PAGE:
the First Microfinance Bank, Afghanistan. November 2006.
31
   Center for International Private Enterprise ‘Women’s Programs as of January 2007’
32
   USAID-Official Website http://www.state.gov/g/wi/rls/46289.htm
33
   European Union Delegation to Afghanistan-Official Website
http://www.delafg.cec.eu.int/en/cooperation/index.htm
34
   Gender Entrepreneurship Markets-International Finance Corporation (GEM-IFC) A Gender Strategy for
the First Microfinance Bank, Afghanistan. November 2006.



                                                 6
The International Finance Corporation has also been lending its support to female entrepreneurs
in Afghanistan. In July 2005, a two-day PEP-MENA GEM-supported workshop in Kabul attended
by more than 40 businesswomen participants was designed to help women entrepreneurs learn
innovative approaches to marketing their business. The training focused on developing marketing
concepts, identifying target markets, as well as pricing of products and services. Participants of
the workshop said they found the training extremely helpful in improving their professional skills
in the field of business and marketing. In 2006, GEM worked with the First Microfinance Bank of
Afghanistan, to strengthen their outreach to women customers.


Many civil society organizations are focusing on female empowerment. However, a limited
number of such organizations are focusing on female entrepreneurship. Such organizations
include the Aga Khan Foundation for International Development, Care International, and the
Ford Foundation.


IFC PEP-MENA GEM Program
GEM aims to bring a gender dimension to IFC’s investment projects, address gender barriers in
the business environment, provide advisory services to financial intermediaries, and deliver
training for women entrepreneurs. Along with sub-Saharan Africa, the Middle East and North
Africa is one of the program’s priority regions.


The IFC’s Private Enterprise Partnership for the Middle East and North Africa (PEP-MENA)
launched a regional technical assistance and advisory program for women entrepreneurs called
Gender Entrepreneurship Markets (PEP-MENA GEM). The Program’s goal is to maximize
women’s contribution to private sector development. The PEP-MENA GEM Program aims to
improve women’s access in PEP-MENA’s four areas of activity: SME and financial market
development, business environment improvements, privatization advisory services, and public-
private partnerships. The Program targets growth-oriented women-owned SMEs with solutions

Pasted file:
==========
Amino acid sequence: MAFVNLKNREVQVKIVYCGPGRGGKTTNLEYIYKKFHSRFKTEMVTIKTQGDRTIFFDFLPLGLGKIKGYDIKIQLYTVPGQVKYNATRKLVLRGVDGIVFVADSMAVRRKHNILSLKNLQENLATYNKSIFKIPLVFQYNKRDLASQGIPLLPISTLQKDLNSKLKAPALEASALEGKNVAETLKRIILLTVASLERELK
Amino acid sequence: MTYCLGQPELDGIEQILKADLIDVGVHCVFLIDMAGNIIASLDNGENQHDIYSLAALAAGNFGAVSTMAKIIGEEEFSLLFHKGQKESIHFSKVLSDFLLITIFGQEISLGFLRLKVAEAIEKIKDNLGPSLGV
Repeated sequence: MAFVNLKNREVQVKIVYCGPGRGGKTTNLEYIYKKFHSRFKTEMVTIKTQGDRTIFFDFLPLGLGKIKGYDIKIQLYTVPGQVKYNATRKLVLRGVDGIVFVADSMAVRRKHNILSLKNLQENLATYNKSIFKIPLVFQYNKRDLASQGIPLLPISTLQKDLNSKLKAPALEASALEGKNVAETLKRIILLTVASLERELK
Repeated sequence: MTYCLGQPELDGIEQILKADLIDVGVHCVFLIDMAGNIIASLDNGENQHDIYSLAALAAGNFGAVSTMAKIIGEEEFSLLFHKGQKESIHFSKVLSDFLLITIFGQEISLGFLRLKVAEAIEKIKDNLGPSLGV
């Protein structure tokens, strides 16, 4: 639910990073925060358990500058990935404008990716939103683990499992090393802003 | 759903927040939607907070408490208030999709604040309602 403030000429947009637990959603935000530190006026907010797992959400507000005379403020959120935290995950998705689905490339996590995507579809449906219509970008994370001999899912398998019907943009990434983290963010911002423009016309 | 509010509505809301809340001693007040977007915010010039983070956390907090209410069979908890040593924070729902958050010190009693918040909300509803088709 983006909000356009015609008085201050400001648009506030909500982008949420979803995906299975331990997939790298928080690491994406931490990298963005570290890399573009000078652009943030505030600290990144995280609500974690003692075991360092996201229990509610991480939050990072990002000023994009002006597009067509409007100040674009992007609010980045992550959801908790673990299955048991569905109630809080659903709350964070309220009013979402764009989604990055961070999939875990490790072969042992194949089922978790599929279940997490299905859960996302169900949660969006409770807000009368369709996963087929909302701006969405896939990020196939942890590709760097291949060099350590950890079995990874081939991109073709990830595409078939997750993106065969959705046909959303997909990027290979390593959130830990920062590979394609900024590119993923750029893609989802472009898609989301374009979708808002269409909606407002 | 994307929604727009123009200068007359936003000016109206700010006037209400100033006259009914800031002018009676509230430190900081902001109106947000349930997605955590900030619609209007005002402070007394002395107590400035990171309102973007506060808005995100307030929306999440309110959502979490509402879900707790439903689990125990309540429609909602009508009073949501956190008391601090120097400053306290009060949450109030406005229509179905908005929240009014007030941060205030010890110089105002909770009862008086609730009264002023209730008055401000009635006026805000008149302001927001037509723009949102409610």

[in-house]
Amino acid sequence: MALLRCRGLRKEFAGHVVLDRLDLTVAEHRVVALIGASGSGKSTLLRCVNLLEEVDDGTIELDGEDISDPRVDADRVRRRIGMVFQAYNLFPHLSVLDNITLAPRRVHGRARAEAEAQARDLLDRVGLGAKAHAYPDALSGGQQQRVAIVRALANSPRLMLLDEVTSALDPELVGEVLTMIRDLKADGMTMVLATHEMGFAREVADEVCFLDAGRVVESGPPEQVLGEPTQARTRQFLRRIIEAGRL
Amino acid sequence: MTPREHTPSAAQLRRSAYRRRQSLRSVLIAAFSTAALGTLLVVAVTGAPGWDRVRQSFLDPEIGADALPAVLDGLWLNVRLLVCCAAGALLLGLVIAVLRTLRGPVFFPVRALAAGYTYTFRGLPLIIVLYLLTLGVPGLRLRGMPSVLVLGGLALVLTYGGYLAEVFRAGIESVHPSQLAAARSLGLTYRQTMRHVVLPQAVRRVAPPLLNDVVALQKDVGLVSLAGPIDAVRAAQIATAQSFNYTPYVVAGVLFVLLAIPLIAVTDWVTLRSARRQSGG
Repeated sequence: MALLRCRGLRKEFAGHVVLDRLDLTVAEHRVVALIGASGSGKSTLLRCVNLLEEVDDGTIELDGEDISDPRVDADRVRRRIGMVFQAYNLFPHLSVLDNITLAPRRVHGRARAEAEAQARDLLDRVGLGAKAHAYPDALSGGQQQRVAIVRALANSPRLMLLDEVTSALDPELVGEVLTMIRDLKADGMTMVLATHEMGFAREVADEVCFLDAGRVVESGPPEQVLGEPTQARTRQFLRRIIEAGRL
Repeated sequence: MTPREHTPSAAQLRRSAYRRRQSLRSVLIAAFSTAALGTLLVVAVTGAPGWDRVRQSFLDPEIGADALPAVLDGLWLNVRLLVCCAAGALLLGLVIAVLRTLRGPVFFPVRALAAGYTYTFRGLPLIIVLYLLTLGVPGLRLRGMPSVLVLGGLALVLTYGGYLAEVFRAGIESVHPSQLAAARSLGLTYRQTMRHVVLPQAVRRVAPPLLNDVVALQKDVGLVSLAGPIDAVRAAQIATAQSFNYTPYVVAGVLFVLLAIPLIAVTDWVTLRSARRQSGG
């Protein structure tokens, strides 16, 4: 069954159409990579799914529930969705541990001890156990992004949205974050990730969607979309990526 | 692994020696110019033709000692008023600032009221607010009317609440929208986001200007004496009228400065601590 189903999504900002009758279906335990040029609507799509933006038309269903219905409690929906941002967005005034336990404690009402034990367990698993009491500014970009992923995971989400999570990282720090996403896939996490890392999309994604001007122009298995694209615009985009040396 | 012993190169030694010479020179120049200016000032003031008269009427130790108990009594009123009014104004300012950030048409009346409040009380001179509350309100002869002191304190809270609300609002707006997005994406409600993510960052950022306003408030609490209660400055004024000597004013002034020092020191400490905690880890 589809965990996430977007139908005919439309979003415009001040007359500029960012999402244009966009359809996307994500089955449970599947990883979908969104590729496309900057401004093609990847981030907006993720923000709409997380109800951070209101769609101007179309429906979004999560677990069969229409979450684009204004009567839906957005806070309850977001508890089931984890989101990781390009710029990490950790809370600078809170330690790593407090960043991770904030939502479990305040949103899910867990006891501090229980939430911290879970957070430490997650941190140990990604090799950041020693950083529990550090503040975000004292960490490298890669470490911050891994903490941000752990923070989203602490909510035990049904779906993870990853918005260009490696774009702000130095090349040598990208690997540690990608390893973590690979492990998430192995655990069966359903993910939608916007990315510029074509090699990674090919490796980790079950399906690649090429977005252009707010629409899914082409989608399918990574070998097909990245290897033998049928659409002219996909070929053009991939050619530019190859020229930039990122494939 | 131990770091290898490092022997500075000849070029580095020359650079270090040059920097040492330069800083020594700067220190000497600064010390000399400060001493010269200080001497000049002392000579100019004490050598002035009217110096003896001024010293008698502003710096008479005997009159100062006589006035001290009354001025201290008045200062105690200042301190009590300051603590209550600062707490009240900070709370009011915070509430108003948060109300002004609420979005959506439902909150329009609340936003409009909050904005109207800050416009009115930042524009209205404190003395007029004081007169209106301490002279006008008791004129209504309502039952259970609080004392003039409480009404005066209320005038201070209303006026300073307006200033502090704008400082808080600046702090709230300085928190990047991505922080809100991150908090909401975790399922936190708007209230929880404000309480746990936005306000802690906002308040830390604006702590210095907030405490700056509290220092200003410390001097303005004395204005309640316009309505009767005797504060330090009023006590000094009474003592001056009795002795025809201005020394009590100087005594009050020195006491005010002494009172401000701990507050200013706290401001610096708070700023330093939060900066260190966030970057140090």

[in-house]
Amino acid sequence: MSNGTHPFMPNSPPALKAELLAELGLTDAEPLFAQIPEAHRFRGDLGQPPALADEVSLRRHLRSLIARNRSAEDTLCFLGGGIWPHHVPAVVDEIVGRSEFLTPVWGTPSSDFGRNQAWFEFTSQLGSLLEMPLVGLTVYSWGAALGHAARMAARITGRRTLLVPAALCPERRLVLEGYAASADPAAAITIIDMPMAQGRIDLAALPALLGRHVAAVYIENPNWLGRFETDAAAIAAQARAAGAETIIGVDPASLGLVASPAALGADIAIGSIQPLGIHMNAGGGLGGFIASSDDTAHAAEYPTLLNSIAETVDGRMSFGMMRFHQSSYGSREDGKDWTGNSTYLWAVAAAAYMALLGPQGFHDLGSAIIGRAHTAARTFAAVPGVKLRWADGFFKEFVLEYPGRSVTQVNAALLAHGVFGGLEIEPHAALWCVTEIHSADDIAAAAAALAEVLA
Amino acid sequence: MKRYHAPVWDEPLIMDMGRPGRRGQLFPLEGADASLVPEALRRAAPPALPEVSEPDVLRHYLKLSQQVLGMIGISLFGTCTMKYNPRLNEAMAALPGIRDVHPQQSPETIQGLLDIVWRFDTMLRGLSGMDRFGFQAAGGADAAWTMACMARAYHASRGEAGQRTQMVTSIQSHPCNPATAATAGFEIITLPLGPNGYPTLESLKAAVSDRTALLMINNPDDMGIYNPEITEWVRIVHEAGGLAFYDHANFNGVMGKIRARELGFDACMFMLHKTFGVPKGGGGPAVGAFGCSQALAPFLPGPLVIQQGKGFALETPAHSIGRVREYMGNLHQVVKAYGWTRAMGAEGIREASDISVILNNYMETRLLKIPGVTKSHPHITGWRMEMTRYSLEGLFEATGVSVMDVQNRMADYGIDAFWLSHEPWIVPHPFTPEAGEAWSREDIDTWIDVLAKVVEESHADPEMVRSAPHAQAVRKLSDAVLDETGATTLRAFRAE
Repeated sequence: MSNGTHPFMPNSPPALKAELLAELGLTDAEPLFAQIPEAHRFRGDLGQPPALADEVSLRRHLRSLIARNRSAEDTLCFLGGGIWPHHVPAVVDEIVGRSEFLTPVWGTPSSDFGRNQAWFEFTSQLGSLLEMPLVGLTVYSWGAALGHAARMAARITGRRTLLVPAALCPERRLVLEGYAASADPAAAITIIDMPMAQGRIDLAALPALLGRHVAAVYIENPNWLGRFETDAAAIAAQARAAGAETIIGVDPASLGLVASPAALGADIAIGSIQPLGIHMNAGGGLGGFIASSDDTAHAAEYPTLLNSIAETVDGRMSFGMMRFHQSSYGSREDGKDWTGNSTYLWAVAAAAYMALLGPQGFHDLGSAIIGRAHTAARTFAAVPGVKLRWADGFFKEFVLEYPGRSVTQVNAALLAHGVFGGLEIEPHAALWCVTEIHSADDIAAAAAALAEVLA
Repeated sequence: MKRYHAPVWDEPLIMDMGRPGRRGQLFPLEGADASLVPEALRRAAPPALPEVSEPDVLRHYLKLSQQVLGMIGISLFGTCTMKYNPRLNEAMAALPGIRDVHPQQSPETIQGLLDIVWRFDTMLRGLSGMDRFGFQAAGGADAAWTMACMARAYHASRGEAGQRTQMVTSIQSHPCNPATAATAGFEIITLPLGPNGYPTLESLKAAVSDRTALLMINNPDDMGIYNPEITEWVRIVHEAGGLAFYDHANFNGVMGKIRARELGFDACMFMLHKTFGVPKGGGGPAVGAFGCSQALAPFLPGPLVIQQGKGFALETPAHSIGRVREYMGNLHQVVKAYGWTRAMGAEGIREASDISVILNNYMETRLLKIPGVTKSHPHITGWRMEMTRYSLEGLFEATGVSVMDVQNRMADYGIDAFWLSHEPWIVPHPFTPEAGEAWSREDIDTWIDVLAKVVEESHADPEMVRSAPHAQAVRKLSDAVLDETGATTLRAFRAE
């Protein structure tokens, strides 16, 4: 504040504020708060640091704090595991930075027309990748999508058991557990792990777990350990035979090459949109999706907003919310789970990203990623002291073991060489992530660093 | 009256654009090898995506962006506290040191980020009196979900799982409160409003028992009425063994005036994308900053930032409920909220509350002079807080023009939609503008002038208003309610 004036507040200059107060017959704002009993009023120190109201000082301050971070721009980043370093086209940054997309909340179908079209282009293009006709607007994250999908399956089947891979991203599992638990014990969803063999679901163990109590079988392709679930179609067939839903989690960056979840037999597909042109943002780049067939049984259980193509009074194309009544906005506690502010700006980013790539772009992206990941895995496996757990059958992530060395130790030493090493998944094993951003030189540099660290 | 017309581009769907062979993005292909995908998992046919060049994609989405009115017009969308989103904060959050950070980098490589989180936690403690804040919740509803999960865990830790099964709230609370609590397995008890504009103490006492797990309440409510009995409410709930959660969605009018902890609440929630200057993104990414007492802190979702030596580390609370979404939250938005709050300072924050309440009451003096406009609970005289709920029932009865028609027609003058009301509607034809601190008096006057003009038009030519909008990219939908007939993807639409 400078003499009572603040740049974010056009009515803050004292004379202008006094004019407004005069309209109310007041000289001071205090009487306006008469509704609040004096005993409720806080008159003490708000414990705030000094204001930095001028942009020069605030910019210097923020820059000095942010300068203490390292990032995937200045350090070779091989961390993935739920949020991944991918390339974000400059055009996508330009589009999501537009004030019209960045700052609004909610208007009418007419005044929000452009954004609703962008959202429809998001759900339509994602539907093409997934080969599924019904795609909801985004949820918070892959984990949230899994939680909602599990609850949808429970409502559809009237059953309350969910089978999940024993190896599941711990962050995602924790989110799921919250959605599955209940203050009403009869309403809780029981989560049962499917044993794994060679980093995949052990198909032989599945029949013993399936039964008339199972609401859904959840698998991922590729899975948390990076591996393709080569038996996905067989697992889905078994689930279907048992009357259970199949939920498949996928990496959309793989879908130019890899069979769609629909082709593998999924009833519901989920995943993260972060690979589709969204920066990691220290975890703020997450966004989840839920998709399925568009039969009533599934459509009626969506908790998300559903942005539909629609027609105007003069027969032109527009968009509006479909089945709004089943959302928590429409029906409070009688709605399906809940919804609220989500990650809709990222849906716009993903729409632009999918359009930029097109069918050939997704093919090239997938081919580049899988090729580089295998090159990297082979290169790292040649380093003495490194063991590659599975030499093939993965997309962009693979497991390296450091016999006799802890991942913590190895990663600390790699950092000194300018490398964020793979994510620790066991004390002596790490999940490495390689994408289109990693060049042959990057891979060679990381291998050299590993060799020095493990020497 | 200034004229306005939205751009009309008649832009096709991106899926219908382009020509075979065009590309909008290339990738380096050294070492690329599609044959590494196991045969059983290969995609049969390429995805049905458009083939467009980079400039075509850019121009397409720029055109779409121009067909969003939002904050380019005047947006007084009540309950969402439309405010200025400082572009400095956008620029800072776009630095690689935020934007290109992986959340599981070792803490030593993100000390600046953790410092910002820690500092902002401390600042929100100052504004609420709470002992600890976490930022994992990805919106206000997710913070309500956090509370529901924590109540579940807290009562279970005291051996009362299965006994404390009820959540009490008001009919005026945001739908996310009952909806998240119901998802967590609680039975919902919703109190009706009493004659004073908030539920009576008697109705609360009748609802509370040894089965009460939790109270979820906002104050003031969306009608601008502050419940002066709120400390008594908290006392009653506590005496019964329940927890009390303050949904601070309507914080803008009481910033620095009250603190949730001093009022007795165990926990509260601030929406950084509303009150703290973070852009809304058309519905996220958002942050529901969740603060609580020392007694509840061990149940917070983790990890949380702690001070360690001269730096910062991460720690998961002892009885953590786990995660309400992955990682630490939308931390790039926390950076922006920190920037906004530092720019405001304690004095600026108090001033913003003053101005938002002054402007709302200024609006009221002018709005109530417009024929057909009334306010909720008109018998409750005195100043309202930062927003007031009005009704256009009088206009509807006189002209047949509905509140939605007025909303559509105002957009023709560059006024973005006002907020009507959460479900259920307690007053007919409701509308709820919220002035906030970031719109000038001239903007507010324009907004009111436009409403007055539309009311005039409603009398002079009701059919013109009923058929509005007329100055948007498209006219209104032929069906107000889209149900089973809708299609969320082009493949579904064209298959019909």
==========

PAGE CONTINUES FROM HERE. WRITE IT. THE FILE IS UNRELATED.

that facilitate and promote fast track growth.
The regional GEM Program has the following main objectives:

•   Demonstrate the potential contribution female entrepreneurship offers to MENA’s economic
    growth.
•   Improve female access to private sector jobs, business opportunities, business resources and
    skills.
•   Help increase outreach and impact of Women Business Associations in the public and private
    sectors.

These general objectives are based on findings from regional studies of issues affecting women
SME owners in the Middle East and North Africa and on the PEP-MENA GEM-commissioned
country studies.




                                                7
Sources
___________________________________________________________________

‘Afghanistan Housing Sector Assessment' draft report dated December 19, 2006, by ShoreBank
International and CHF International, Consultants to IFC PEPMENA.

Aga Khan Development Network ‘AKFED to set up Afghanistan’s First Microfinance Bank’ 2003
http://www.akdn.org/news/fmb_180903.htm

Center for International Private Enterprise ‘Women’s Programs as of January 2007’.

Center for International Private Enterprise (CIPE) “Women Entrepreneurs in Post-Conflict
Economies: A look at Rwanda and Afghanistan.” April 2006.

Chemonics International “Recommendations for Integrating Gender in Rebuilding Agricultural
Markets in Afghanistan Program (RAMP).” May 2004.

Christian Science Monitor “Afghan Women Start Businesses, Help Reconstruct a Torn Nation.”
May 2006.

European Union Delegation to Afghanistan-Official Website
http://www.delafg.cec.eu.int/en/cooperation/index.htm

Final Report on the situation of human rights in Afghanistan submitted by Mr. Choong-Hyun
Paik, Special Reporter, in accordance with Commission of Human Rights resolution
1996/75UNOHCHR (UN Office often High Commissioner for Human Rights), E/CN.4/1997/59,
Geneva.1997,

Gayle Tzemach ‘Women Entrepreneurs in Post-Conflict Economies: A look at Rwanda and
Afghanistan’ April 28, 2006.

Gender Entrepreneurship Markets-International Finance Corporation (GEM-IFC) A Gender
Strategy for the First Microfinance Bank, Afghanistan. November 2006.

“Issues and Challenges.” A presentation to the World Bank workshop on Rural Finance in
Afghanistan. First MicroFinance Bank, Dec. 13, 2004.

“MENA Regional Business Women’s Association Directory.” IFC MENA GEM, June 2006.